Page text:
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Real solutions to


I found this problem in an exam years ago and I solved it using geometry. The first mistake I made was assuming $\cot^{-1}(x)=\cfrac{1}{\tan^{-1}(x)}$, which i realized quickly enough. I took a $\theta$ such that $\theta=\sin^{-1}(x)=\cot^{-1}(x)\implies \cot \theta=\sin \theta=x$ . This right angled triangle satisfies the condition.enter image description here

Using Pythagoras' Theorem on the triangle and one has the equation $$x^4+x^2-1=0\implies x=\pm\sqrt{\varphi-1} \ \quad \text{where} \ \varphi \text { is the Golden Ratio, } \ \varphi = \cfrac{1+\sqrt 5}2 $$

I gave this question to my teacher in school after the exam and he solved it using calculus and stuffs. I can't really remember (It was 6 years ago) but he clearly didn't use my method.

I would like if someone can show me (an)other way(s) of solving this question.

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Is there a typo in your solution? As written, $1-\varphi$ is negative, so it shouldn't be under a radical. Maybe you mean the smaller golden ration, $\varphi=\frac{\sqrt{5}-1}{2}$. – alex.jordan Nov 15 '12 at 22:59
@alex.jordan thanks! I fixed it! – user31280 Nov 16 '12 at 0:25
up vote 4 down vote accepted

Given a real $x$ the expression $\cot^{-1}(x)={\rm arccot}(x)$ denotes the unique angle $\alpha\in\ ]0,\pi[\ $ with $\cot\alpha=x$. Similarly, given a real $x\in[{-1},1]$ the expression $\sin^{-1}(x)=\arcsin (x)$ denotes the unique angle $\alpha\in[-{\pi\over2},{\pi\over2}]$ with $\sin\alpha=x$.

Therefore the equation $\cot^{-1}(x)=\sin^{-1}(x)$ talks about a number $x\in[-1,1]$ and implicitly about an angle $\alpha\in\ ]0,{\pi\over2}]$ such that $$x=\cot\alpha=\sin\alpha\ .$$ It follows that $\cos\alpha=\sin^2\alpha=1-\cos^2\alpha$, or $$\cos\alpha={\sqrt{5}-1\over2}\ .$$ From $\sin^2\alpha={\sqrt{5}-1\over2}$ we conclude $x=\sin\alpha=\pm\sqrt{{\sqrt{5}-1\over2}}$; but as $\alpha$ has to lie in the interval $\ ]0,{\pi\over2}]$ the only possible solution is $$x=\sqrt{{\sqrt{5}-1\over2}}\doteq 0.78615\ .$$ Since we arrived at this solution by means of correct but "one-way" algebraic manipulations, and not in possession of a general theory about equations of the given type, we should test the found $x$ whether it actually solves the original equation. I leave this verification to the OP.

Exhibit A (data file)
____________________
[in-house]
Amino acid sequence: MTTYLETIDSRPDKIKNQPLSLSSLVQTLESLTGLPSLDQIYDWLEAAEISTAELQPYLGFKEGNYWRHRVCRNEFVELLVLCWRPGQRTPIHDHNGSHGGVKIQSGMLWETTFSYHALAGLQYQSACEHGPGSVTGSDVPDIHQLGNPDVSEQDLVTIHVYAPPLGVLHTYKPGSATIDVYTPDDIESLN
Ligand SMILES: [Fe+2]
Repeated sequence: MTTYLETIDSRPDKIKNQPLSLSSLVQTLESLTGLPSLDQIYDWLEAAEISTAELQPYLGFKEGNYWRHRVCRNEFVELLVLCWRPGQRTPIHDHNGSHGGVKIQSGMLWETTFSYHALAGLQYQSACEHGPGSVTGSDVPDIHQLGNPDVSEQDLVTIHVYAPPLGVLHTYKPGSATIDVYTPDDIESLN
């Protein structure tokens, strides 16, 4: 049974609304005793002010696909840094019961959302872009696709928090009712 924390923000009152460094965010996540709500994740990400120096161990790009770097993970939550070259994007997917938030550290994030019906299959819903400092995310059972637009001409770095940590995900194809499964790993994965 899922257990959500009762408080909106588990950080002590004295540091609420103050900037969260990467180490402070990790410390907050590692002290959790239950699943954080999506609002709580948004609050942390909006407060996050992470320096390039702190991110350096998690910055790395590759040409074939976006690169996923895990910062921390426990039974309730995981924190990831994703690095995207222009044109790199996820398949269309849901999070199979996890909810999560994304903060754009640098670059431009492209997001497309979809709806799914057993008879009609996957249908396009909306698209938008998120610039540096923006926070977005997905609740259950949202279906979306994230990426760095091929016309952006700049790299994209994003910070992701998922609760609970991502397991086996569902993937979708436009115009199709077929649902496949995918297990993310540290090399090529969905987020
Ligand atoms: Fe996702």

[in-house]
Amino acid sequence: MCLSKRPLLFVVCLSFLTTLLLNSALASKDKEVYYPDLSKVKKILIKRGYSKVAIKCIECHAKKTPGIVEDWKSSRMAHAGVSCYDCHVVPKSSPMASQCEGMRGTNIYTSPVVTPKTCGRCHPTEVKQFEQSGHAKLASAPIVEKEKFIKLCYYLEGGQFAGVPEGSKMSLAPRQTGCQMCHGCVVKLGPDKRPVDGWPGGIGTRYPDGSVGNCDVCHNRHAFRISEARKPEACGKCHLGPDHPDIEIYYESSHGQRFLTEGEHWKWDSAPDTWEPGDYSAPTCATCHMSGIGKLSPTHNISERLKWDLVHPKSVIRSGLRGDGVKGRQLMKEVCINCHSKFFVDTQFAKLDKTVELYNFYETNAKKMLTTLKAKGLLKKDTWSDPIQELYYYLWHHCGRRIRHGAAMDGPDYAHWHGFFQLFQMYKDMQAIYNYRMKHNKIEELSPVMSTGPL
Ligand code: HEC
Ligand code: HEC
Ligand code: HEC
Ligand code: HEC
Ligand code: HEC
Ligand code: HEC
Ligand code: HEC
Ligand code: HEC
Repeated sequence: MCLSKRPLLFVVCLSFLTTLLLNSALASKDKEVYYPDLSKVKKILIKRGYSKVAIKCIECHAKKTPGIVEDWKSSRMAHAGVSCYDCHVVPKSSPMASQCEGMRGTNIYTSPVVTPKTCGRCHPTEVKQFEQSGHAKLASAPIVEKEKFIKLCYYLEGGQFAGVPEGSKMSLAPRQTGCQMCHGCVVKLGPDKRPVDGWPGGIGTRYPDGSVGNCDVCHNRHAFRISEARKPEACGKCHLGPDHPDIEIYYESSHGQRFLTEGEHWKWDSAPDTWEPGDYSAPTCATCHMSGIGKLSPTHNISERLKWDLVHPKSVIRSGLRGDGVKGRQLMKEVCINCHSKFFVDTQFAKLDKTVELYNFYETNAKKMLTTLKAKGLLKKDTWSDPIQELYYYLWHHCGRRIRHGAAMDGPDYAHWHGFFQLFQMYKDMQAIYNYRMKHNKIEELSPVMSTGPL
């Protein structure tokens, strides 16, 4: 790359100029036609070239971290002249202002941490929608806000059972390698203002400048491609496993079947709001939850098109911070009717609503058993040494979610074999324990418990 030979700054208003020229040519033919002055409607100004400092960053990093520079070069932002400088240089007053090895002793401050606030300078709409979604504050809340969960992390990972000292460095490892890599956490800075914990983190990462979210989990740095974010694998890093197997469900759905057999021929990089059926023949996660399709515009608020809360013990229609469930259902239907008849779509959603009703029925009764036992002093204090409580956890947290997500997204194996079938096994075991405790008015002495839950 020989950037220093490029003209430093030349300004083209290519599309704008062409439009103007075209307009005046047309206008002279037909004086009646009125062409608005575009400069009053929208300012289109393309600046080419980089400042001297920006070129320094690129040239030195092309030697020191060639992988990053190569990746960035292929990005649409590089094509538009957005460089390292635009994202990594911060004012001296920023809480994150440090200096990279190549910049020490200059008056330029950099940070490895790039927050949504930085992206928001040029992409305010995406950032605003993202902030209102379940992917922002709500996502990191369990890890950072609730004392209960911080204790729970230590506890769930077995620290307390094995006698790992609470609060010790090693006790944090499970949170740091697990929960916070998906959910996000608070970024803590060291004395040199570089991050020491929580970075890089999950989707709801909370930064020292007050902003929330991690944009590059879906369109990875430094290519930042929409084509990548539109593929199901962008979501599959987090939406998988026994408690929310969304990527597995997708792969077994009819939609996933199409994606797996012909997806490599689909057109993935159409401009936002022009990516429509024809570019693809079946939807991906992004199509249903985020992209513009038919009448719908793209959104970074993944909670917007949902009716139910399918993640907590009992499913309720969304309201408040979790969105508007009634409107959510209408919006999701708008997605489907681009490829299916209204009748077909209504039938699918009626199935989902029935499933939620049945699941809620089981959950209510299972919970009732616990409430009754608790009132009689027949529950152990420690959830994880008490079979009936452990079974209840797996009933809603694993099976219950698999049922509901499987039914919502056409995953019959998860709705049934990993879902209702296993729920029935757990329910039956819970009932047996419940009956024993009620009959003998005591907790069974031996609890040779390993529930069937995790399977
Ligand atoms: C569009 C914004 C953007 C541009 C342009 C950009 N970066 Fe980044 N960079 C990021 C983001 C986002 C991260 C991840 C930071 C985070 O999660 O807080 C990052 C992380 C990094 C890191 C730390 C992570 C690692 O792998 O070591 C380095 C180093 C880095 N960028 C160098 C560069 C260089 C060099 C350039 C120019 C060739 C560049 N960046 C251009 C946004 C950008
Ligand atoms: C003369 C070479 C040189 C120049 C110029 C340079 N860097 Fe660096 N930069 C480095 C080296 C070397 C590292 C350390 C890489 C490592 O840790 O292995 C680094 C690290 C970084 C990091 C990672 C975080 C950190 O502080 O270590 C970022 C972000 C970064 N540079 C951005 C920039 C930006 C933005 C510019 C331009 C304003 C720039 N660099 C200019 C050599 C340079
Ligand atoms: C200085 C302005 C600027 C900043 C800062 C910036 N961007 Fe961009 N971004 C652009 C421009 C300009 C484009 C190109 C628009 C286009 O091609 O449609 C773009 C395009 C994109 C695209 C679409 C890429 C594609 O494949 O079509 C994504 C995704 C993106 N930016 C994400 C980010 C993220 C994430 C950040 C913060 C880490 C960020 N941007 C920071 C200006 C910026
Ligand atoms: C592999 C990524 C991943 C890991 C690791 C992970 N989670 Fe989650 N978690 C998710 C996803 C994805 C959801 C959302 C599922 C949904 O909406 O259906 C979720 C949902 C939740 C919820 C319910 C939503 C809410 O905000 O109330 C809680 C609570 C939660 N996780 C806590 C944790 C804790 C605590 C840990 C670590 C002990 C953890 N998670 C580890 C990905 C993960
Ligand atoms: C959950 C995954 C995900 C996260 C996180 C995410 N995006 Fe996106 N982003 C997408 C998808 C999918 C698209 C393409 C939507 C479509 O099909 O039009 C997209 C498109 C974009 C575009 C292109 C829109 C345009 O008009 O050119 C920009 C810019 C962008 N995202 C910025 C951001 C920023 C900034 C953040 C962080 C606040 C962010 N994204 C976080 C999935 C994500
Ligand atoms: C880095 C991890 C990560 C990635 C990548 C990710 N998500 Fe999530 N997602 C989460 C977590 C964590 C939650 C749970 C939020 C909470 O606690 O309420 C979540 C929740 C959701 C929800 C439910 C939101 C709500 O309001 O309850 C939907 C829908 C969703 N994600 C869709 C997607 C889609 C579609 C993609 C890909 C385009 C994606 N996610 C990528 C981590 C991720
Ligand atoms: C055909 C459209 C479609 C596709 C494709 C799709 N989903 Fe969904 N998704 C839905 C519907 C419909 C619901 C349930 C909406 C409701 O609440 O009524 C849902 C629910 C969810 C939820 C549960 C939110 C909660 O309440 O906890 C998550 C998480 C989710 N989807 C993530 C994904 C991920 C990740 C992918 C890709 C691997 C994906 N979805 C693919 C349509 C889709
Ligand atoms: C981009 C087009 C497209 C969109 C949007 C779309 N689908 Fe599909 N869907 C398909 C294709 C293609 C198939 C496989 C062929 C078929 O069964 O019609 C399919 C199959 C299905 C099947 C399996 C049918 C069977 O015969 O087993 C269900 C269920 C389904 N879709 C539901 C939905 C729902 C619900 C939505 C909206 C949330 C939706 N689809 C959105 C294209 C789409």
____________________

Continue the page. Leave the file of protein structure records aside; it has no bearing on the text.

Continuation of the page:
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You could apply $\sin$ to both sides: $$\sin(\cot^{-1}x)=x$$ Now it helps to know how to simplify the left side. If the cotangent of an angle is $x$, and that angle is part of a right triangle, then we can scale the triangle so that $x$ is the adjacent length, $1$ is opposite, and thus $\sqrt{1+x^2}$ is the hypotenuse. Taking $\sin$: $$\frac{1}{\sqrt{1+x^2}}=x$$

Squaring and clearing denominators is another way to reduce to your equation of $x^4+x^2=1$

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One could prove it with trigonometric identities (although this is in the same spirit as your geometric route).
Take sines of both sides, to get $\sin(\cot^{-1}(x))=x$. Square both sides and take reciprocals, so: $$\frac{1}{x^{2}}=\frac{1}{\sin^{2}(\cot^{-1}(x))}=\csc^{2}(\cot^{-1}(x))=1+\cot^{2}(\cot^{-1}(x))=1+x^{2}$$ In other words, $$x^{4}+x^{2}-1=0 \implies x^{2}=\varphi-1$$

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